Martin Brundle blasts FIA after Lewis Hamilton’s disqualification from US Grand Prix as he questions ‘grey area’
EX-FORMULA ONE star Martin Brundle has questioned the FIA after Lewis Hamilton and Charles Leclerc were disqualified from the US Grand Prix.
Hamilton and Leclerc broke their silence on social media with a one-word post following the decision to disqualify them after they were found to have run illegal floors during the race in Austin, Texas.
The Mercedes and Ferrari drivers were two of four stars picked for random spot checks after the.
And they were disqualified due to their cars failing to hit the minimum thickness of the titanium skidblock, or planks, that are legally allowed to run along the centre of the floor on the car.
In theory, it means they were able to run their cars closer to the ground and get better speed in the corners.
However, with half of the selected cars failing to stay legal, it ledSports presenter Brundle to question why the FIA did not then check the remaining 17 cars which finished the race.
In his post-race column for Sky Sports, he said: “At a bumpy track like Austin, and with only one practice session, setting a ride height for the duration of the event is quite a challenge with regard to performance, and driver and car tolerance, and of course plank-wear legality, especially with a full fuel tank.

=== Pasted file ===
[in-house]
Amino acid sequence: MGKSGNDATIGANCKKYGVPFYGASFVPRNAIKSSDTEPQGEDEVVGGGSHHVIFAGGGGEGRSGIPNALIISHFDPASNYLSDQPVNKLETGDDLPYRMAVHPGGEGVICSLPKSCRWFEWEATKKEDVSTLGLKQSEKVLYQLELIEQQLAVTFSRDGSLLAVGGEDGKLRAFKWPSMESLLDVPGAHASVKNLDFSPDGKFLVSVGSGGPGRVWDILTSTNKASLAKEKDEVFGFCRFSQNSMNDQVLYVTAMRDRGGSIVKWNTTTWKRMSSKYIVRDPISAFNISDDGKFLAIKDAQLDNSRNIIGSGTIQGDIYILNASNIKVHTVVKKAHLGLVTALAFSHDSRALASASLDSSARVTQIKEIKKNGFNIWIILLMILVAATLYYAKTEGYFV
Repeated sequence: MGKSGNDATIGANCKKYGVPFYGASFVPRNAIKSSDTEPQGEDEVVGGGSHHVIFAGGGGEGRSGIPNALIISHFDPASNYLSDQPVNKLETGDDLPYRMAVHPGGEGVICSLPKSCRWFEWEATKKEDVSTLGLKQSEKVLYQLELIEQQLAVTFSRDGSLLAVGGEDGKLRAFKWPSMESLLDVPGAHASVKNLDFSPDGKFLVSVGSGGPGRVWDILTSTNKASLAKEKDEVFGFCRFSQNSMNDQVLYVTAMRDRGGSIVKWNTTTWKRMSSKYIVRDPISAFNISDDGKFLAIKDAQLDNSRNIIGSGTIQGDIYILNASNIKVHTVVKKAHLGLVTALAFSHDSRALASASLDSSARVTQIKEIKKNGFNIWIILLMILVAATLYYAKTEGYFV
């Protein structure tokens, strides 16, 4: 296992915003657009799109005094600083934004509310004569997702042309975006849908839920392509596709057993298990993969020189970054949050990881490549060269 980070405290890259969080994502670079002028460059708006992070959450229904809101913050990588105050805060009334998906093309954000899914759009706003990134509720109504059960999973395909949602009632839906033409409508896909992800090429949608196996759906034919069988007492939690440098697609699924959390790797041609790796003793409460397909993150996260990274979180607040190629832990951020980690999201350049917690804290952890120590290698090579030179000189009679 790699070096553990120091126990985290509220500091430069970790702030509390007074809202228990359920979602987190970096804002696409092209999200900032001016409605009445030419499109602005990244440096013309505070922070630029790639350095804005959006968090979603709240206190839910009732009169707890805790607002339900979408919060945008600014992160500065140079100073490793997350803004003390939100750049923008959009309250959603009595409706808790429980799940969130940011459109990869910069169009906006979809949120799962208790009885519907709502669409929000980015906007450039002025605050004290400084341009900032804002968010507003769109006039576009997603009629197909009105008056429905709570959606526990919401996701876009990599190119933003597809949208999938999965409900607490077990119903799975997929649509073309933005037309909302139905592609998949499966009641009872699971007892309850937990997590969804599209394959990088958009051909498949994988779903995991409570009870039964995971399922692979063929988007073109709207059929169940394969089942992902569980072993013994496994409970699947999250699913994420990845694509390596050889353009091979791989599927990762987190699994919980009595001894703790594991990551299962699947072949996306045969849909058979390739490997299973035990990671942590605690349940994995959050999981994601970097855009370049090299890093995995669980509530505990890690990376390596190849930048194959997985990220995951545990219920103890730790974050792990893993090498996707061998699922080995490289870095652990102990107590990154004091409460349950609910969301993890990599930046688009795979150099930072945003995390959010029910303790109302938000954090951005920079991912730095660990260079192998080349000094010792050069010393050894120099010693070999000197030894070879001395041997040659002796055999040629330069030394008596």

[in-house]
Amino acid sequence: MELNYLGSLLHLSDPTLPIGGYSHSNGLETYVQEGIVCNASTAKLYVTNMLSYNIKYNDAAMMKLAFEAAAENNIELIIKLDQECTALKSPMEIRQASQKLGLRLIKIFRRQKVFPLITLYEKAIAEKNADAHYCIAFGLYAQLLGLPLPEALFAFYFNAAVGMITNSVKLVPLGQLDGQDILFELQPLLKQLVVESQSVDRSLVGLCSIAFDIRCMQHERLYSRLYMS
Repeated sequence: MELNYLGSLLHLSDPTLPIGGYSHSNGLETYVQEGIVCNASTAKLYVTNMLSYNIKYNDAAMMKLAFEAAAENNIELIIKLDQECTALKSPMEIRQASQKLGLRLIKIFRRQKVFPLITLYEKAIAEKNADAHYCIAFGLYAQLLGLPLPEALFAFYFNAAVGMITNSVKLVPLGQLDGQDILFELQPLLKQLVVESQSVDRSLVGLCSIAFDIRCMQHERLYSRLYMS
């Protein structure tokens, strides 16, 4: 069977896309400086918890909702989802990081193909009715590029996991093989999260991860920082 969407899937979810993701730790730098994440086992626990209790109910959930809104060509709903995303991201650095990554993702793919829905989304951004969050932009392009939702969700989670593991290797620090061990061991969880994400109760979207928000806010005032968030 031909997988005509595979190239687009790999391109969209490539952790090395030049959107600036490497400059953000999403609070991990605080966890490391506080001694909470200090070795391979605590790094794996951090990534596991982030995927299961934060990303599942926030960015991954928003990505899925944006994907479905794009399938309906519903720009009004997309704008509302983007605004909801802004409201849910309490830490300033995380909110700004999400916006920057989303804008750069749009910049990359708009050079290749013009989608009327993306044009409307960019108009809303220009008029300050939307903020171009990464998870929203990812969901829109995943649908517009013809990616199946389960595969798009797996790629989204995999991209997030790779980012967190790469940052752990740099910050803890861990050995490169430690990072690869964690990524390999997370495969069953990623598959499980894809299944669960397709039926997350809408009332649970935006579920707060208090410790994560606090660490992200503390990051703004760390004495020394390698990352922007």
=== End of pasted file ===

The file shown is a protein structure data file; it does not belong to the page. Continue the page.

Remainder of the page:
“If they simply raised the car to be cautious, they’d lose so much performance they may as well pack up and go home.
“After the race four cars were checked, including [Max] Verstappen’s Red Bull and [Lando] Norris’ McLaren, and both Hamilton’s Mercedes and Leclerc’s Ferrari were found to have too much wear, for which the only remedy is disqualification, however minimal the indiscretion.
“There can be no grey area on this.”
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He continued: “Thebig question, however, is that if 50 per cent of the tested cars failed, then shouldn’t all the finishers have been checked? The answer must surely be yes.
“It must be said that the FIA checks pre and post-race are beyond comprehensive.
“The published list includes over 50 separate and detailed checks mostly on all classified finishers, and a few on randomly selected cars.”
Leclerc was also unhappy with the decision, liking a post on X, formerly known as, which echoed Brundle’s thoughts.
The post from F1 content creator Tom Bellingham said: “The fact only four cars get checked and half of them were illegal makes you wonder if anyone else would have failed this?
“Surely it can’t just be the (bad) luck of the draw of getting checked.”
The 26-year-old, who was celebrating his 100th race in F1 at Ferrari, later unliked the post.
F1 returns next weekend at the Mexican GP.
Complete F1 2023 race calendar – details on every Grand Prix this year
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